is today one step closer to seeing its
Office Open XML (OOXML) format anointed as a standard.
The International Standards Organization (ISO) told internetnews.com
that it will submit the format for fast-track approval to the standards
bodies of member countries “in the near future.”
Microsoft is thus one step closer to seeing the file format used in Office
2007 adopted as an open standard. Among other benefits, the approval would
mean government agencies will be able to purchase Office 2007 even if they
are required to use open standards-based software.
Microsoft isn’t exactly out of the woods yet. Balloting will take place over
five months, and it needs to garner two-thirds of the votes in order to become
a standard. But it seems closer now than it did six weeks ago.
Five months is also a lot quicker than 18 months, which is how long these
approvals can take if they don’t get on the fast track. Microsoft would
stand to lose out on a lot of government contracts in the intervening time,
as momentum for open software is growing in the public sector.
Microsoft declined to comment.
Just last month, California became the latest in a number of states considering legislation that would require state agencies to use only open source software. If it passes, that bill will take effect in less than a year, adding to the urgency for Microsoft to gain fast-track approval for its format.
The initial response to Microsoft’s application for fast-track voting seemed to have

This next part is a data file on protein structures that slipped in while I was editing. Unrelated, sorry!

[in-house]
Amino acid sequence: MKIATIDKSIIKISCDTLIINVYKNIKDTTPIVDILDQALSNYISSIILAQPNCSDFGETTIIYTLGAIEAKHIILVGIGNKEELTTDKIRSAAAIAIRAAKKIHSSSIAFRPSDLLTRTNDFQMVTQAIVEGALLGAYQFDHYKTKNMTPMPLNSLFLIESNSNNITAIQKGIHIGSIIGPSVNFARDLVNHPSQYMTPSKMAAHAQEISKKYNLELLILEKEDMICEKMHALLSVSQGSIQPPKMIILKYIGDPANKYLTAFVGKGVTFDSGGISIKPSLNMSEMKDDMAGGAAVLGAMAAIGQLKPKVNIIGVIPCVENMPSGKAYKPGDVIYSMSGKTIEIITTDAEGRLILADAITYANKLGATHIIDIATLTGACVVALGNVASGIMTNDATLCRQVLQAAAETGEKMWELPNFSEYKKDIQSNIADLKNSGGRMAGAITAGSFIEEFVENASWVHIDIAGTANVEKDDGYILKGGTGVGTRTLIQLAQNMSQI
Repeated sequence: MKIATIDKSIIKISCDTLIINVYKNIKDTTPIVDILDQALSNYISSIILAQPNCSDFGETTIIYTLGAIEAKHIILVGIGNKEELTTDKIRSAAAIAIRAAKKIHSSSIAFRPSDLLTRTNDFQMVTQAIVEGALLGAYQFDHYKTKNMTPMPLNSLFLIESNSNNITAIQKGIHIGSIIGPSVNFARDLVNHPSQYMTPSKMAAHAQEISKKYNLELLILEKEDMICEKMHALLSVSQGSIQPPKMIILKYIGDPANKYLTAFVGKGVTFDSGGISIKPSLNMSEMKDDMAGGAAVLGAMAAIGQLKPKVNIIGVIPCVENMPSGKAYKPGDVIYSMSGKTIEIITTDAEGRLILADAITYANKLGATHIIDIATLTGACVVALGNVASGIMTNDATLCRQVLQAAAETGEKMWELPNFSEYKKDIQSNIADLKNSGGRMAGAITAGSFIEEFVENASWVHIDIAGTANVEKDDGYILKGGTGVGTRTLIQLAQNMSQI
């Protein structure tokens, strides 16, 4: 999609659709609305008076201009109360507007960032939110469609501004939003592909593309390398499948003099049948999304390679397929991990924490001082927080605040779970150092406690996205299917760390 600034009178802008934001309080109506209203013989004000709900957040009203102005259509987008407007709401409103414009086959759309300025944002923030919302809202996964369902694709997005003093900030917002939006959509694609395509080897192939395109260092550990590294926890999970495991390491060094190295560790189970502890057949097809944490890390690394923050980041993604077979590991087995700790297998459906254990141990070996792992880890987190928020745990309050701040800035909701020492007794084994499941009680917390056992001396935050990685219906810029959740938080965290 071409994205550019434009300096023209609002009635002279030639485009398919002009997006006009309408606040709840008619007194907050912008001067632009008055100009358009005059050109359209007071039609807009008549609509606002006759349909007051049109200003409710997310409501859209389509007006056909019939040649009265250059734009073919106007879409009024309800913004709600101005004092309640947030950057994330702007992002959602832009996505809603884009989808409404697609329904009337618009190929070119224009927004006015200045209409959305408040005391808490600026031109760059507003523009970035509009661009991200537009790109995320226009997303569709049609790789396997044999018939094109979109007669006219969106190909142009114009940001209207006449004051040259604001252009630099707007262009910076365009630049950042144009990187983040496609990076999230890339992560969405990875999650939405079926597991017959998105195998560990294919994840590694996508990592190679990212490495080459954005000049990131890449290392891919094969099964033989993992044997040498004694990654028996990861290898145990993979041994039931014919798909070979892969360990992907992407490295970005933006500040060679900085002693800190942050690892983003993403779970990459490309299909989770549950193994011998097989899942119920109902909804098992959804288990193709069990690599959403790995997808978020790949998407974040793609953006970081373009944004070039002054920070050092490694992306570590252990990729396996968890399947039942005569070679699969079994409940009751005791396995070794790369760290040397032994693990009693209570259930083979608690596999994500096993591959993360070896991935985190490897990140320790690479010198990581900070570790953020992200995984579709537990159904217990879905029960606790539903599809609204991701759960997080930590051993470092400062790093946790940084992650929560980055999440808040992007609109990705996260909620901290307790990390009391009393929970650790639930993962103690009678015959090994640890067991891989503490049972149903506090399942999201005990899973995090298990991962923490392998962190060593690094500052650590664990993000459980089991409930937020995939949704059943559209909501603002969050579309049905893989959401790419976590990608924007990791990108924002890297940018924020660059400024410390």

been negative, with 19 of the 30 members of the technical committee
reviewing its request sending so-called “contradictions” at the end of a
30-day comment period.
When news of the contradictions became public, Microsoft did some damage
control and issued a statement saying that the contradictions may have been
“statements of support” or “simple statements that the ISO member has no
comments at this stage.” It also accused rival IBM
conducting an international smear campaign against it.
But one letter of contradiction obtained by internetnews.com raised
substantive issues about the format, including potential overlap with Open
Document Format (ODF), another open source format that has already gained
approval as a standard. The letter also noted the “difficulties in
conducting a full and proper appraisal of a document of over 6,000 pages in
In addition to those complaints, other critics have noted that the OOXML
specification contains proprietary code.
Comments made by the standards bodies during the earlier comment period will
be shared with other ISO members voting on the standard, but ISO will not
make those comments public. An ISO spokesman told internetnews.com
that “it is up to the individual organizations whether they wish to release
their comments or response.”